5 Tips for Helping Your High School Junior with Stress During the College Admissions Process

Coping With Junior Year StressIt’s not uncommon at this time of year as a parent of a high school junior to think “What is going on?  Is this year ever going to get any easier?”  It sometimes feels endless:  the number of tests students need to take on top of their most intense academic demands thus far in high school, trying  to research and visit colleges, juggling what are probably multiple after-school activities, and of course, Driver’s Education!  Phew!  Well, maybe it helps to know you are not alone.  When parents who have survived junior year commiserate with you, most of them will very likely let you know that, though the college application process isn’t a walk-in-the-park and the stress of waiting for decisions can be a nail-biter, somehow, senior year is actually easier.

So, how do you deal now?  Beyond running away to a different country or pulling the covers over your head, we recommend trying to infuse as much down time and balance into your family’s life as possible.  Here are a few quick suggestions.

  1. Simplify.  Perhaps rather than plan a super busy school vacation, you might want to choose, instead, to spend a few quiet days at home, going to the movies, cooking comfort foods, sleeping late, exercising, and just getting caught up.
  2. Do Less.  Even if you feel compelled to visit fifteen different colleges during a school vacation, you might do better to visit two during a long weekend or take a day off of school for visits.  Try using most of your vacation for relaxing and recharging.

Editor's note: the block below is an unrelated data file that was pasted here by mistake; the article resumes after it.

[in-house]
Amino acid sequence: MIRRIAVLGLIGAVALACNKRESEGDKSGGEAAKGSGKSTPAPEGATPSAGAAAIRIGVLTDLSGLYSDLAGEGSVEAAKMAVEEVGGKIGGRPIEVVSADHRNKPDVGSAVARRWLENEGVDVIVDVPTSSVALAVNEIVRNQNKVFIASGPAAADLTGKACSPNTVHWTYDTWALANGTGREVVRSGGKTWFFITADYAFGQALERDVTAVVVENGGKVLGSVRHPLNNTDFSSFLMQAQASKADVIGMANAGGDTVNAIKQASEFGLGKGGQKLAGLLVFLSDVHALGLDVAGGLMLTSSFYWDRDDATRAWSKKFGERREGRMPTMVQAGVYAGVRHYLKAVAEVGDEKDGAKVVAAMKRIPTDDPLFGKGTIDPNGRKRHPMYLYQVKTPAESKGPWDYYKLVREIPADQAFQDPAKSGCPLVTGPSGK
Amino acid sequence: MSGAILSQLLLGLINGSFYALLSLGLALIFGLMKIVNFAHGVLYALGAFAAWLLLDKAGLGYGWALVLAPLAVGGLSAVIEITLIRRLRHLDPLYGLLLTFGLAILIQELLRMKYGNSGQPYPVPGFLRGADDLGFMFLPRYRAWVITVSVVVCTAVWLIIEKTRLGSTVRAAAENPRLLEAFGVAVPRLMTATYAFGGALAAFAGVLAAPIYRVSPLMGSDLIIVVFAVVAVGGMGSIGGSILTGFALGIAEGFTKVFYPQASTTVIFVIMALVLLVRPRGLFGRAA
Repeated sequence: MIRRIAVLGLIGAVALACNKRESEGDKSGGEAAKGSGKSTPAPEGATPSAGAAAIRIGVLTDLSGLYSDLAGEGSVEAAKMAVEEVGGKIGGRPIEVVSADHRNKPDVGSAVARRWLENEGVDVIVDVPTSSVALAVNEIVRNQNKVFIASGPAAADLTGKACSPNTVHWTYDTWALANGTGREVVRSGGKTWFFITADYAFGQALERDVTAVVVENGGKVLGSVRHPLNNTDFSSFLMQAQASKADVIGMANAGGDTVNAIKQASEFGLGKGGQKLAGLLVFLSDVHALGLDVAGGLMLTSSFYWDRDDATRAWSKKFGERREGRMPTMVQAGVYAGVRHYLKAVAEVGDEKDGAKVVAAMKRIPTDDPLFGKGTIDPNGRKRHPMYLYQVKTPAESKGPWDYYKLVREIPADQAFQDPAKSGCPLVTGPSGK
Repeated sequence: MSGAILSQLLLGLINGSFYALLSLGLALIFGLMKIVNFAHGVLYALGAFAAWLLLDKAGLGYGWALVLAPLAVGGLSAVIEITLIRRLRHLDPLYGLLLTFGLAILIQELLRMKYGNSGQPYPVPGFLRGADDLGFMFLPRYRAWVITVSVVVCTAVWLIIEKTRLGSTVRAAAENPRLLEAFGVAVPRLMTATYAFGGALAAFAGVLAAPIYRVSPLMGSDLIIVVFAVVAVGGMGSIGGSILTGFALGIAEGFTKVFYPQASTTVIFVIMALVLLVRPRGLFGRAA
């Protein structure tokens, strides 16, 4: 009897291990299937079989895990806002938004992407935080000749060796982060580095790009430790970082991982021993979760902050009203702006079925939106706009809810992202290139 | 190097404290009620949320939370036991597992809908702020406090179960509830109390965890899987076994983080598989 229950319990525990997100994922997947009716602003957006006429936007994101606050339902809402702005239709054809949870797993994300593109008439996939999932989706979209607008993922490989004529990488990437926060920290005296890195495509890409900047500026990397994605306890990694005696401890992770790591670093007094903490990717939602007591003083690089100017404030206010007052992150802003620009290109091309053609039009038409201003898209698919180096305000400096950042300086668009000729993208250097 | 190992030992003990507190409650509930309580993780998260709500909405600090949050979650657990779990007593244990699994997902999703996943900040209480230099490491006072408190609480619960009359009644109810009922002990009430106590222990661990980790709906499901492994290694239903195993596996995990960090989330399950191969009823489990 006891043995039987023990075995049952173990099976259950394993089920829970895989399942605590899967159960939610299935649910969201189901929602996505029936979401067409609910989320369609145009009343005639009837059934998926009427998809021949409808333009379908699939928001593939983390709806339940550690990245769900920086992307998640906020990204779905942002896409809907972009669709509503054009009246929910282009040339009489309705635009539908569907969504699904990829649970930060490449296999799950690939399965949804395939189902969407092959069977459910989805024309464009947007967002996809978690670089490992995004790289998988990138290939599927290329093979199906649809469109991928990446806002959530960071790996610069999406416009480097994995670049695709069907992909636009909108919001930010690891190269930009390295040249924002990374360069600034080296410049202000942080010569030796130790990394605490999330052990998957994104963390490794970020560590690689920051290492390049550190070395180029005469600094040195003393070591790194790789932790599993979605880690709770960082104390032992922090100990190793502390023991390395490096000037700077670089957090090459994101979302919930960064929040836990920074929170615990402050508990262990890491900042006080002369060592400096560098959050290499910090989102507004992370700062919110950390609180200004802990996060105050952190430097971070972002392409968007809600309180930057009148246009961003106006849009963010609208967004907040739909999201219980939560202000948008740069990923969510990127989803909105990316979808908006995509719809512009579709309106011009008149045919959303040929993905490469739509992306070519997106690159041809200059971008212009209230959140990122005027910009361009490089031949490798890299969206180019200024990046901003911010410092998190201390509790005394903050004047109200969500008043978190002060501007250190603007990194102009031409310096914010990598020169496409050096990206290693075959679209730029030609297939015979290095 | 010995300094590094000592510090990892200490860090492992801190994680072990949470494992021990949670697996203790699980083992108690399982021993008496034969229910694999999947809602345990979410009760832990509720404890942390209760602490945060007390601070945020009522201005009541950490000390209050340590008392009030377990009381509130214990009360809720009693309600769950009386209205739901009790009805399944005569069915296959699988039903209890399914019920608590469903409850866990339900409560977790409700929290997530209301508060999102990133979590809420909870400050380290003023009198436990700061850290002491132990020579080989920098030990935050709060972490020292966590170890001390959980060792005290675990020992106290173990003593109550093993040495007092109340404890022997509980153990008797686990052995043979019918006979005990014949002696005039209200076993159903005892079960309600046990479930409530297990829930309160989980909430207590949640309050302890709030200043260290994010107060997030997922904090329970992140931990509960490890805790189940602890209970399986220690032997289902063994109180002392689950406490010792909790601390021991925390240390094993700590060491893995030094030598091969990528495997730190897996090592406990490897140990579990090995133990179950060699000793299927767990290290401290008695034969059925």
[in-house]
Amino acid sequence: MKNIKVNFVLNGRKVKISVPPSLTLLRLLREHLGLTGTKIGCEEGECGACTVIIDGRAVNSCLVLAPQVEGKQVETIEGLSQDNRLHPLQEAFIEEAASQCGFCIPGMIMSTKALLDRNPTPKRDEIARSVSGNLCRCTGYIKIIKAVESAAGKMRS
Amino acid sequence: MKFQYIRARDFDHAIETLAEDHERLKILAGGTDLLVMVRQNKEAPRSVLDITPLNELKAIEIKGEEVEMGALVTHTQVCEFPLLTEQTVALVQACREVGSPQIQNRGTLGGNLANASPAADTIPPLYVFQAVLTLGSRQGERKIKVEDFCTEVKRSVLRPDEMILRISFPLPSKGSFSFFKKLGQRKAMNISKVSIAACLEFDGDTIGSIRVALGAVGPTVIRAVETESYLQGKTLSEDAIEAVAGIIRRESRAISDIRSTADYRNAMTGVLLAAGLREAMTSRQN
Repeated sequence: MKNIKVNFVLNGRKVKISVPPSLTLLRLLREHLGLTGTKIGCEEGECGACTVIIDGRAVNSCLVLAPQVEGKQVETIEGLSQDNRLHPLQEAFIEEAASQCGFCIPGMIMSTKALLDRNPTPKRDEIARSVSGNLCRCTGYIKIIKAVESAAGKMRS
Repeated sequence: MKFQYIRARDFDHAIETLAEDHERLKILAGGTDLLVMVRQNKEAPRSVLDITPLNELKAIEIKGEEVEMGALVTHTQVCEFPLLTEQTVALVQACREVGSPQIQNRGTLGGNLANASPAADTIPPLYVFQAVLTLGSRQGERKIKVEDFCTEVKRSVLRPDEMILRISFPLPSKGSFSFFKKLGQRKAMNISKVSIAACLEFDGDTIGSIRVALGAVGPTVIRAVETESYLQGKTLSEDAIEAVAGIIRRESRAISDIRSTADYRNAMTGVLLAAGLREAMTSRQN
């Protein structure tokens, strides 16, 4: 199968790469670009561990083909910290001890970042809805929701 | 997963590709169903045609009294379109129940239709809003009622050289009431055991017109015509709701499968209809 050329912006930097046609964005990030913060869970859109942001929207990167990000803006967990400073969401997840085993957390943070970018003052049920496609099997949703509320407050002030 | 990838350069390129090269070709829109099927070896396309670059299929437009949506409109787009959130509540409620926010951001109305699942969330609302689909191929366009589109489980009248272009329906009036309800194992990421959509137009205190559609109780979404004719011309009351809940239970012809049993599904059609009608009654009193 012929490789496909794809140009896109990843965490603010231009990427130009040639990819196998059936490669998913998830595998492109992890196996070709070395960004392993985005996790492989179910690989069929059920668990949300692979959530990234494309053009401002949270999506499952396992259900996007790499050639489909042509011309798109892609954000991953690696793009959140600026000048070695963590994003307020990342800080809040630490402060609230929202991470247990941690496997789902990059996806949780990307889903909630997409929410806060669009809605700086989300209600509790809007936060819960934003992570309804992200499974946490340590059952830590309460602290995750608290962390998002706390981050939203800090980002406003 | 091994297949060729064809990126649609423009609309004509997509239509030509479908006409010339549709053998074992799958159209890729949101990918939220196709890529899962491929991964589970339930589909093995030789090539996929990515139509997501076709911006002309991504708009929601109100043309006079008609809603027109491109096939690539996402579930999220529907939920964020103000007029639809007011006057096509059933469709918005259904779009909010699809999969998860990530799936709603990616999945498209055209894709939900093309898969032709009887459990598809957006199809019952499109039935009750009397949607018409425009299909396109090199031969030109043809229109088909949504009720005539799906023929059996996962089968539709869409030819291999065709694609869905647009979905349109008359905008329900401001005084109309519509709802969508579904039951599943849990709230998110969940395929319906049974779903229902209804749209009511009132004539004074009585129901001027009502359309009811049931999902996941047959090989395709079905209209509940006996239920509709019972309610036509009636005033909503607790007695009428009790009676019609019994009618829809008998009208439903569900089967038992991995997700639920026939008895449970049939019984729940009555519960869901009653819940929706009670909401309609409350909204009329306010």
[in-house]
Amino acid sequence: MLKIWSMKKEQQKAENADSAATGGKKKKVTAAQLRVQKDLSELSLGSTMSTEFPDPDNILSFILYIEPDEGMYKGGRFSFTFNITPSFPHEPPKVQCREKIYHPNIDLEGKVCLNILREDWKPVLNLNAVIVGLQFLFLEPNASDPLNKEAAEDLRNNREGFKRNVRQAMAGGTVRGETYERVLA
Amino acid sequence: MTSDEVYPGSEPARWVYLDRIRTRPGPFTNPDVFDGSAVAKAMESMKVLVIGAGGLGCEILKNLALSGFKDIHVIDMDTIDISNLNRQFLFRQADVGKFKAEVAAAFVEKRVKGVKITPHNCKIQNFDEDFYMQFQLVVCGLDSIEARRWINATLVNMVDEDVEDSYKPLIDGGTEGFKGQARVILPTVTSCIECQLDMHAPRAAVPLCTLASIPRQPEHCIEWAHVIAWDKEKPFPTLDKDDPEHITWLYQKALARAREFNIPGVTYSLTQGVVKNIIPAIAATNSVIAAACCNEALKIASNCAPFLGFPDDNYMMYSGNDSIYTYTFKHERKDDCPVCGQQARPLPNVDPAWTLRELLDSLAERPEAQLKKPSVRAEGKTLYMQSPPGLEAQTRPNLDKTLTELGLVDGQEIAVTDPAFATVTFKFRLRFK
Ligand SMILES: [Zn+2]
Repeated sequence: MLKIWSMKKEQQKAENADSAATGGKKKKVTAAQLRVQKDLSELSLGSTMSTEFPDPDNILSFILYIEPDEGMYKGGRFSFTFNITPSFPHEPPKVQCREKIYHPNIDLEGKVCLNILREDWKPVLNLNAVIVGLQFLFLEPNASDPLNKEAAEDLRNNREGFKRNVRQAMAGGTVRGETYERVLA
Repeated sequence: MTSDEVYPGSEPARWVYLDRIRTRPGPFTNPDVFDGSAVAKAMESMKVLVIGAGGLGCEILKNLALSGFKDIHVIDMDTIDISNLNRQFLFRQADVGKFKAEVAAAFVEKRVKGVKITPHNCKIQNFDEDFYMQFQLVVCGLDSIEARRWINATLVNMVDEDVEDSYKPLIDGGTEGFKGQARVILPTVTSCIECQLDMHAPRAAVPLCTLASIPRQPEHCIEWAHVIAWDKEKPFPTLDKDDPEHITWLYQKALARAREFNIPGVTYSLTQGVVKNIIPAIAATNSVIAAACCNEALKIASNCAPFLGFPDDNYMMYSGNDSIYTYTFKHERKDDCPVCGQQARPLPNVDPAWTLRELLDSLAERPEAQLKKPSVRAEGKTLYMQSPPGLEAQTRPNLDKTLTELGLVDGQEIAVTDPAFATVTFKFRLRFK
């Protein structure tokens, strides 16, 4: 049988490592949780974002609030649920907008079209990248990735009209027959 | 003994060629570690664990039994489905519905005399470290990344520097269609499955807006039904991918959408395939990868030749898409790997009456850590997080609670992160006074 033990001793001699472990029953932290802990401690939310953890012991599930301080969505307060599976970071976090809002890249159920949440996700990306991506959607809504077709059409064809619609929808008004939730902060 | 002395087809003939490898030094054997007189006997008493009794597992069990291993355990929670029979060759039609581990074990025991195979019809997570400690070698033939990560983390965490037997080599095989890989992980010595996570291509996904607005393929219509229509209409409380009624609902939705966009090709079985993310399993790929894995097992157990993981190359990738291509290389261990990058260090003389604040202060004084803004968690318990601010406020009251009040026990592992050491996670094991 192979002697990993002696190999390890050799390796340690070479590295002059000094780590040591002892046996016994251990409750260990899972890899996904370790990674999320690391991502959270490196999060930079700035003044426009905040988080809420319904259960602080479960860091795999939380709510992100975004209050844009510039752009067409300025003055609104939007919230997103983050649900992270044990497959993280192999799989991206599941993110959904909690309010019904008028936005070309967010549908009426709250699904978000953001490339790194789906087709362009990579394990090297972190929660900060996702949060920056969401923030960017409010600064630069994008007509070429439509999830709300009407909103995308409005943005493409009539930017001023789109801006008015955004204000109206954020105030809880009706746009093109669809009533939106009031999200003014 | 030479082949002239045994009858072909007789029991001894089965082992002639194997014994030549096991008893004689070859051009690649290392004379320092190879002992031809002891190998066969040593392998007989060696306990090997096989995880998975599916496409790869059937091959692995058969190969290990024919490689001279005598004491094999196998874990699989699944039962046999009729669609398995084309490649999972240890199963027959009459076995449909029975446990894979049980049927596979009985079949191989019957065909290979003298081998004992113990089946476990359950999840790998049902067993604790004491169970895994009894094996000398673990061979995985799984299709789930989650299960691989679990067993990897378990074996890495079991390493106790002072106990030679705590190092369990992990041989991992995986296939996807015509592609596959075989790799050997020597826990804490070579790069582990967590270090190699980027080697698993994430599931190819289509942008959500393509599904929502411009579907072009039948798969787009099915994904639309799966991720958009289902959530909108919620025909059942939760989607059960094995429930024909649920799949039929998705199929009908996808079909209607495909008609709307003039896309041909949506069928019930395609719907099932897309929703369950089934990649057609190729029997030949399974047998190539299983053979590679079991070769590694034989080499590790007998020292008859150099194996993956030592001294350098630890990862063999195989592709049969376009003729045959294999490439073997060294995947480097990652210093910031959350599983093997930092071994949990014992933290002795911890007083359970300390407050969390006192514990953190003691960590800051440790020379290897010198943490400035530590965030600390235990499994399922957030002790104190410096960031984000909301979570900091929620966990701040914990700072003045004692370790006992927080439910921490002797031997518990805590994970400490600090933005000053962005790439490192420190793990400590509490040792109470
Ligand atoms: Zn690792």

3. Slow Down.  Though you might have “heard” from other parents that your student should be completely done with visiting colleges and taking all standardized tests before junior year is over, that is not necessarily true.  You have to do what works for your family.  Many students might do better spreading things out so that they’re doing test prep over the summer after junior year, gearing up for their second run at the SAT in October, or even visiting some colleges in the summer. And if you feel you then need to see colleges when schools are active and in session, you can return for an interview (if it’s offered) or wait to see if your son or daughter is admitted first.
  4. Get Organized.  The first step to feeling “in control” is to have a well thought out plan.  Plotting out the “must DOs” and the “nice to DOs” on your family and school calendar for the next six months provides a visual road map that can help you to actually “see” how you can get it all done (remember the school calendar for next year is already laid out and may be available to you online). Check out College Coach’s college admissions timetable for parents for some pointers. There is plenty of time, but now is the time to figure out how to maximize it.
  5. Have Fun.  Try not to lose sight of the joy of what’s happening amidst the challenges and the exciting journey ahead. As often as you can, try to maintain balance with what you and your family values doing together, whether it’s fishing, playing games, traveling (outside of college visits!) cooking, or walking your dog.  Don’t forget to enjoy the time you have with your kids while they’re home (all under one roof)!

Junior year is admittedly the toughest year of a high school student’s life, but in every part of life there is need for balance.  Aim to enjoy the process as much as the outcome!

 

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Written by Kara Courtois
Kara Courtois is a member of College Coach’s team of college admissions experts. Kara holds degrees from University of Notre Dame and University of Portland; she completed her graduate coursework at Teachers College, Columbia University and Steinhardt School of Education. Prior to joining College Coach, Kara was a senior admissions officer at Barnard College.